2. The mind has sympathies and antipathies as well as the body; it has a natural preference ofien of one study before another. It would be well if one had a perfect command of them, and sometimes one is to try for th· mastery, to bring the mind into order and a pliant obedience; but generally it is better to follow the bent and tendency of the mind itself, so long as it keeps within the bounds of our proper business, wherein there is generally latitude enough. By this means, we shall go not only a great deal faster, and hold out a great deal longer, but the discovery we shall make will be a great deal clearer, and make deeper impressions in our minds. The inclination of the mind is as the palate of the stomach ; that seldom digests well in the stomach, or adds much strength to the body that nauseates the palate, and is not recommended by it.
There is a kind of restiveness in almost every one's mind; sometimes without perceiving the cause, it will boggle and stand still, and one can not get it a step forward; and at another time it will press forward and there is no holding it in. It is always good to take it when it is willing, and keep on whilst it goes at ease.
TRUTH-THE MAIN OBJECT OF STUDY-METHOD. 1. It is a duty we owe to God as the fountain and author of all truth, who is truth itself; and it is a duty also we owe our own selves, if we will dea] candidly and sincerely with our own souls, to have our minds constantly disposed to entertain and receive truth wheresoever we meet with it, or under whatsoever appearance of plain
or ordinary, strange, new, or perhaps displeasing, it may come in our way. Truth is the proper object, the proper riches and furniture of the mind, and according as his stock of this is, so is the difference and value of one man above another. He that fills his head with vain notions and false opinions, may have his mind perhaps puffed up and seemingly much enlarged, but in trutlı it is narrow and empty; for all that it comprehends, all that it contains, amounts to nothing, or less than nothing; for falsehood is below ignorance, and a lie worse than nothing.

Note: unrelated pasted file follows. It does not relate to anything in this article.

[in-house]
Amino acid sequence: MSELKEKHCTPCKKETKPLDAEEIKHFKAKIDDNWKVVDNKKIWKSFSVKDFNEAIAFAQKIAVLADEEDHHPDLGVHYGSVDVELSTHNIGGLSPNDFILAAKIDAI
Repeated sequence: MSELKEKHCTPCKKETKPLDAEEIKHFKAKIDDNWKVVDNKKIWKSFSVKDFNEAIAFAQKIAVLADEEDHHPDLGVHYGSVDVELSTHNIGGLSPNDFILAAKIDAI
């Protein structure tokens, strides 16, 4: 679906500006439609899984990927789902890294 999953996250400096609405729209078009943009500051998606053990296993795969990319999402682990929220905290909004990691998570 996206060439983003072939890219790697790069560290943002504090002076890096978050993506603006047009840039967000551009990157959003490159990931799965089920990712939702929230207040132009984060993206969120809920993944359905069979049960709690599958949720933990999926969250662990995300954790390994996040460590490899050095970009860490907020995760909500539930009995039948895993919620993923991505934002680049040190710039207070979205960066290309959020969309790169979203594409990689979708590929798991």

Our first and great duty, then, is to bring to our studies and to our inquiries after knowledge, a mind covetous of truth; that seeks after nothing else, and after that impartially, and embraces it, how poor, how contemptible, how un. fashionable soever it may seem. This is that which all studious men profess to do, and yet it is that where I think very many miscarry. Who is there almost that has not opinions planted in him by education time out of mind; which by that means come to be as the municipal laws of the country, which must not be questioned, but are then looked on with reverence as the standards of right and wrong, truth and falsehood; when perhaps these so sacred opinions were but the oracles of the nursery, or the traditional grave talk of those who pretend to inform our childhood; who received them from hand to hand without ever examining them. This is the fate of our tender age, which being thus seasoned early, it grows by continuation of time, as it were into the very constitution of the mind, which afterwards very difficultly receives a different tincture. When we are grown up, we find the world divided into bands and companies: not only as congregated under several politics and governments, but united only upon account of opinions, and in that respect, combined strictly one with another, and distinguished from others, especially in matters of religion. If birth or chance have not thrown a man young into any of these, which yet seldom fails to happen, choice, when he is grown up, certainly puts him into some or other of them; often out of an opinion that that party is in the right, and sometimes because he finds it is not safe to stand alone, and therefore thinks it convenient to herd somewhere. Now, in every one of these parties of men there are a certain number of opinions which are received and owned as the doctrines and tenets of that society, with the profession and practice whereof all who are of their communion ought to give up themselves, or else